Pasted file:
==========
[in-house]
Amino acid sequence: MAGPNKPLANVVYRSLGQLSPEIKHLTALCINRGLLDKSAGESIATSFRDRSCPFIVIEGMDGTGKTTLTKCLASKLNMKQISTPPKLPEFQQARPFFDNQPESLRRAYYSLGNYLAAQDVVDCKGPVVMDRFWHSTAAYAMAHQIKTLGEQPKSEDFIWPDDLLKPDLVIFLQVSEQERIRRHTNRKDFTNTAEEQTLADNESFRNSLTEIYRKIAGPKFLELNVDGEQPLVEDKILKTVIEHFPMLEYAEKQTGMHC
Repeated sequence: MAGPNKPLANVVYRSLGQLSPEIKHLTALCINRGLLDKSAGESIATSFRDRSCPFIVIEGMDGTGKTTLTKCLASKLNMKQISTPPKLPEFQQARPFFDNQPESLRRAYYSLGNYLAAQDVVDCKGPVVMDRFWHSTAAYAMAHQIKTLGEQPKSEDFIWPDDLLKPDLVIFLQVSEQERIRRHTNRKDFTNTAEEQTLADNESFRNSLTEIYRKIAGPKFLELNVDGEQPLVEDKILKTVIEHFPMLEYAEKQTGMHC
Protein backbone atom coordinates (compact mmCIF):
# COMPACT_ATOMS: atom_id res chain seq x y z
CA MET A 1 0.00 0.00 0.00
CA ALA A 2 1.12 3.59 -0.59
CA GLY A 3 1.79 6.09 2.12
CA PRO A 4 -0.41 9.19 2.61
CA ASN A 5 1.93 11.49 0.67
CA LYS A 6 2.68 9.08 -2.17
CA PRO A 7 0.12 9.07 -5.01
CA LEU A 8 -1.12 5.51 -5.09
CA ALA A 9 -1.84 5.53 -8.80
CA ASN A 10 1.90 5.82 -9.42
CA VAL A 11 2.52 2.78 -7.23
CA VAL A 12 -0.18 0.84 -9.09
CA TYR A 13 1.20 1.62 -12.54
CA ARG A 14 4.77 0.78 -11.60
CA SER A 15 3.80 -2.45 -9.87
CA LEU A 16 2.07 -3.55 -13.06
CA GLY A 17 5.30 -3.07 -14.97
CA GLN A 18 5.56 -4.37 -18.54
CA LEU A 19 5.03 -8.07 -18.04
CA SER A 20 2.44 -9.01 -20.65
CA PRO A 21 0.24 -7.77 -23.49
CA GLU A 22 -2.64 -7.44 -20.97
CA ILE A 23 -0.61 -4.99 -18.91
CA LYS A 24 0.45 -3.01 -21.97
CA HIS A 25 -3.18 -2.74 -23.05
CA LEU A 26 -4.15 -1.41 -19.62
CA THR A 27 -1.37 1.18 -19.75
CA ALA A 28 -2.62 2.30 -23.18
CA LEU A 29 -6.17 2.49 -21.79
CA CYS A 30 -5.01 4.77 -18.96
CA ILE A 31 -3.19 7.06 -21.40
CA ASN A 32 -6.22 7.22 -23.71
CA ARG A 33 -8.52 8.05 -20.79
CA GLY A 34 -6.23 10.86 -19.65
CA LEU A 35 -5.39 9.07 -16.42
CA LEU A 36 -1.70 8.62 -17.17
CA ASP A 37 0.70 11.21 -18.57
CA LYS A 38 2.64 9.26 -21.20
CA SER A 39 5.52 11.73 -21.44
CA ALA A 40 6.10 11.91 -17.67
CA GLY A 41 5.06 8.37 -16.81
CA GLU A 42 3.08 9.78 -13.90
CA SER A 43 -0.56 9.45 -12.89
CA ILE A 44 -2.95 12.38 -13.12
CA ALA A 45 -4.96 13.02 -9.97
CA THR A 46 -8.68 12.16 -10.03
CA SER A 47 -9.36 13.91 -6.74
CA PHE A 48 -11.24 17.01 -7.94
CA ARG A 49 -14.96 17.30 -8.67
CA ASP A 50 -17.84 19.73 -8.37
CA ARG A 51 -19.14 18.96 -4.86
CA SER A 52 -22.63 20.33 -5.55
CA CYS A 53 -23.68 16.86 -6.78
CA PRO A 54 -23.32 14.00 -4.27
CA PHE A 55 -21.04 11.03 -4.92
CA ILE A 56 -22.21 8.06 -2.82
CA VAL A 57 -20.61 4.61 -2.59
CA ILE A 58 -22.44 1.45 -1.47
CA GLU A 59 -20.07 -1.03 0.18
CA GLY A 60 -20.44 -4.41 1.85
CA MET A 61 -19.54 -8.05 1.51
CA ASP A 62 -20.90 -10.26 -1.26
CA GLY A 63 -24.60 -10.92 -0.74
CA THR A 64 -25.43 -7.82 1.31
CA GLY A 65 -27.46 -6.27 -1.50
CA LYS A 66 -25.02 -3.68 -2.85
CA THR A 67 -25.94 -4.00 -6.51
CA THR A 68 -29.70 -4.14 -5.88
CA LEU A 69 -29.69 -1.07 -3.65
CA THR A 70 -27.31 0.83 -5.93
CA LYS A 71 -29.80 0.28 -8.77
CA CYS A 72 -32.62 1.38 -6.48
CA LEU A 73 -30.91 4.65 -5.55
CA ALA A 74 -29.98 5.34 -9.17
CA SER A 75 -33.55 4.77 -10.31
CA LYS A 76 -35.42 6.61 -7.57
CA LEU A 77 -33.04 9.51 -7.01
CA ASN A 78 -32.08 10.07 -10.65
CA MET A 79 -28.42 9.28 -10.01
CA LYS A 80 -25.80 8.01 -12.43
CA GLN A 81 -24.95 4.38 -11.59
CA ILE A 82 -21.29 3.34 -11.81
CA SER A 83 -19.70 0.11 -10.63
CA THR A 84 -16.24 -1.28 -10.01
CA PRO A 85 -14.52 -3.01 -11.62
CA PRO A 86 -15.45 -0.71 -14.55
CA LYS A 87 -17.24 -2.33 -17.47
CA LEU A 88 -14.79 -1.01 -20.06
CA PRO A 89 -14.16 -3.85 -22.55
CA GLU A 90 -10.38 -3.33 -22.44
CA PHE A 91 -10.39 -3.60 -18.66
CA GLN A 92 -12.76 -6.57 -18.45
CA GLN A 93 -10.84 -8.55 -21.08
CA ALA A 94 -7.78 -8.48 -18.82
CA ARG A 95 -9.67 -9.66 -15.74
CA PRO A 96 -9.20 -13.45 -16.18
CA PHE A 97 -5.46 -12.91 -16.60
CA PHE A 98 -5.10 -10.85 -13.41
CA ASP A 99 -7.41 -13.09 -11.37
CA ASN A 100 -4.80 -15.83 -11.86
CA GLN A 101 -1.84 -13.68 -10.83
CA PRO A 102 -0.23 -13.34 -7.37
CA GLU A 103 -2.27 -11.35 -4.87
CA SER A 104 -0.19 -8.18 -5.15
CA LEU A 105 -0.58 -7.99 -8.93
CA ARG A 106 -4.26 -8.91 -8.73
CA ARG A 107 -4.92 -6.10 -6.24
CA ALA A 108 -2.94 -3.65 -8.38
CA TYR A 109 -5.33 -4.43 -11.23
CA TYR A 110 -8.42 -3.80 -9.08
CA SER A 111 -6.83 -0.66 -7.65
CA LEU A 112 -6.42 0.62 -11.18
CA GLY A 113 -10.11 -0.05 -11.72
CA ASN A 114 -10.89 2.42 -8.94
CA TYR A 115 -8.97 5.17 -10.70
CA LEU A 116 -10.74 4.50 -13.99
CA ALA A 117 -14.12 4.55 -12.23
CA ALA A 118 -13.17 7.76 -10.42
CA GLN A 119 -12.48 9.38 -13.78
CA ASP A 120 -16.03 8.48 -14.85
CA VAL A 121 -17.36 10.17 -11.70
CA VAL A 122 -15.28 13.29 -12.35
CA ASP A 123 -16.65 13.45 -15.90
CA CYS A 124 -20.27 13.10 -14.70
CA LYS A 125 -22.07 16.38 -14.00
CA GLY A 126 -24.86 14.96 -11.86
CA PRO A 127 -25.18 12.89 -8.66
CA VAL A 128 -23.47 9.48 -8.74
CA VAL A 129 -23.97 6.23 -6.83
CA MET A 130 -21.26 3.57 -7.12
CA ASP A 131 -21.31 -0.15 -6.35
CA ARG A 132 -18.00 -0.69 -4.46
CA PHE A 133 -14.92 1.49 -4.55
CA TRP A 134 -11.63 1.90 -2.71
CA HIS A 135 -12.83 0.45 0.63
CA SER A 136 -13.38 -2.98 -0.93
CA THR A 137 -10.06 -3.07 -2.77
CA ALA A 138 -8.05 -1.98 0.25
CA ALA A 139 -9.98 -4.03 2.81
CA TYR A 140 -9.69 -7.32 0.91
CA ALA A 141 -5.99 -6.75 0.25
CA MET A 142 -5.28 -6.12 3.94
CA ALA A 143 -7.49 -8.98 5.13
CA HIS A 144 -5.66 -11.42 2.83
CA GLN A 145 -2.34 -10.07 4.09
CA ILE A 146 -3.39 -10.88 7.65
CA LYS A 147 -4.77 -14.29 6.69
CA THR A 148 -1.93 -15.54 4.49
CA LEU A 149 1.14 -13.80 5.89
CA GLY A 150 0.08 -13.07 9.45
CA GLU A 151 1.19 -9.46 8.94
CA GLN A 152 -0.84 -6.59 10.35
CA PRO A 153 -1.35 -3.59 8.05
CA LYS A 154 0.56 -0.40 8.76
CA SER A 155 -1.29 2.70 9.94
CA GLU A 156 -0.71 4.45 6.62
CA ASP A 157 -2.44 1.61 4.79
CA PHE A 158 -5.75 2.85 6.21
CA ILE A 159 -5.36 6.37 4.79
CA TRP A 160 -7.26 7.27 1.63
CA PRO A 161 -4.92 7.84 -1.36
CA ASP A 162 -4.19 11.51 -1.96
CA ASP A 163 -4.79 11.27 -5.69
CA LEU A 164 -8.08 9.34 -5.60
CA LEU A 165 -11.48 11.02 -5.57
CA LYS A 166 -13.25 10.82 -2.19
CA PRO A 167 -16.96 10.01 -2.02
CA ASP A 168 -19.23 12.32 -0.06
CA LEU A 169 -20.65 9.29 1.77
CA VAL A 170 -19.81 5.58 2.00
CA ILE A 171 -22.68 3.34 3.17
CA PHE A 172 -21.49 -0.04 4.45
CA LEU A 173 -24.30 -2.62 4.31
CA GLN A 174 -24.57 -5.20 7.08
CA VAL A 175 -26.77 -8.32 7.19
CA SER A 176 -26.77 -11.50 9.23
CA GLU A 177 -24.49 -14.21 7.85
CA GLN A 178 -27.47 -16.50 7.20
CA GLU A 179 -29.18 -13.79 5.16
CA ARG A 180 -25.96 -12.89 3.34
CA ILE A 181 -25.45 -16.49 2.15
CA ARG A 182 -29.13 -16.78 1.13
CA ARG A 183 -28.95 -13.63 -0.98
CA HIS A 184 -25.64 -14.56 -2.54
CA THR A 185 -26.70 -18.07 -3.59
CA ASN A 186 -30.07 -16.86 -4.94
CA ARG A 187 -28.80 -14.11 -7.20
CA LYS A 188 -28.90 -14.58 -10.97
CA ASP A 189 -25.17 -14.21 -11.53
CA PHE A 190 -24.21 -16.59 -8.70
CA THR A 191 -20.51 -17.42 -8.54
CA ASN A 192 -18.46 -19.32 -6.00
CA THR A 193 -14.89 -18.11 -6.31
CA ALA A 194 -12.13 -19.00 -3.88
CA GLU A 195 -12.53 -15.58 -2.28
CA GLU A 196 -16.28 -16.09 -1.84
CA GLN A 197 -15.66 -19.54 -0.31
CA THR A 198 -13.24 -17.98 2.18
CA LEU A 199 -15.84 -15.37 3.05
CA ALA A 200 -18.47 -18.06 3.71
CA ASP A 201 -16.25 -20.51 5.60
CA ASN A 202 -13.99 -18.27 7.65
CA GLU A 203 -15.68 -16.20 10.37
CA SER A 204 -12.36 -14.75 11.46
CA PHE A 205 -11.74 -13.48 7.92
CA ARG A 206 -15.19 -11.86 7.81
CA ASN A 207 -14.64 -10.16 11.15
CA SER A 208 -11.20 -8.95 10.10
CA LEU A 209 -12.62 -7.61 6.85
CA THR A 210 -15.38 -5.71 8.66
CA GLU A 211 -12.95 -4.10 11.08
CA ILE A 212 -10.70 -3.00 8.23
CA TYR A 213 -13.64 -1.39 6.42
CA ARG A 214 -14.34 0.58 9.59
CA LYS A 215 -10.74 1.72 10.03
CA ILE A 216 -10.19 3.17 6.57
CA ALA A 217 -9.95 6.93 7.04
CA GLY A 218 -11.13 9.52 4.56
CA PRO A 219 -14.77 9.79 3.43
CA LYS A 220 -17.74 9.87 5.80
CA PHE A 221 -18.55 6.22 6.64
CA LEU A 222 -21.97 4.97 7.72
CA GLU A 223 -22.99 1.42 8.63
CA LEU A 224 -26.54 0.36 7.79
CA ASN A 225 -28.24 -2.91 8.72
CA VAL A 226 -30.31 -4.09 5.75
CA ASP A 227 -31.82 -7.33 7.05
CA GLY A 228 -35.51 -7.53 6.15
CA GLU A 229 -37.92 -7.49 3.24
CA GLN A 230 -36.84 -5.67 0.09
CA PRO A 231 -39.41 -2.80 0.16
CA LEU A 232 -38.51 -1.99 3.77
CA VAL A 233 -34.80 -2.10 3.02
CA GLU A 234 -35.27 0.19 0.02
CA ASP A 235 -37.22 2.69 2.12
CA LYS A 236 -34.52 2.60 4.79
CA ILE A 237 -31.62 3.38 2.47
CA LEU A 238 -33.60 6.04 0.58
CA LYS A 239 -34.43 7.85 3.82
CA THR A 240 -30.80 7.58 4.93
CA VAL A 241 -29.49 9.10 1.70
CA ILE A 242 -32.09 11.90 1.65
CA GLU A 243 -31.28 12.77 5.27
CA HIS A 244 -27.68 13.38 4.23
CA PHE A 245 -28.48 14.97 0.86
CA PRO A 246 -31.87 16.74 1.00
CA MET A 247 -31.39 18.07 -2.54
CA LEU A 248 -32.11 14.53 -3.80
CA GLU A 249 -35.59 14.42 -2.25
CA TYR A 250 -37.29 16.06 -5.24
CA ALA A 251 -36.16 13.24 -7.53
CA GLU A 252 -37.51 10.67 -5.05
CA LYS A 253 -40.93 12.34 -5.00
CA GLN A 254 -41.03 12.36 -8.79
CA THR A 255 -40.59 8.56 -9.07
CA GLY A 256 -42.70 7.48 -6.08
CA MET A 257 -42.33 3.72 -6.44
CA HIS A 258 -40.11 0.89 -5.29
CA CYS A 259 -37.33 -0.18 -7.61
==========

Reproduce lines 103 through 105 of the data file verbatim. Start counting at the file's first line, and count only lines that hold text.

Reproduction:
CA PHE A 98 -5.10 -10.85 -13.41
CA ASP A 99 -7.41 -13.09 -11.37
CA ASN A 100 -4.80 -15.83 -11.86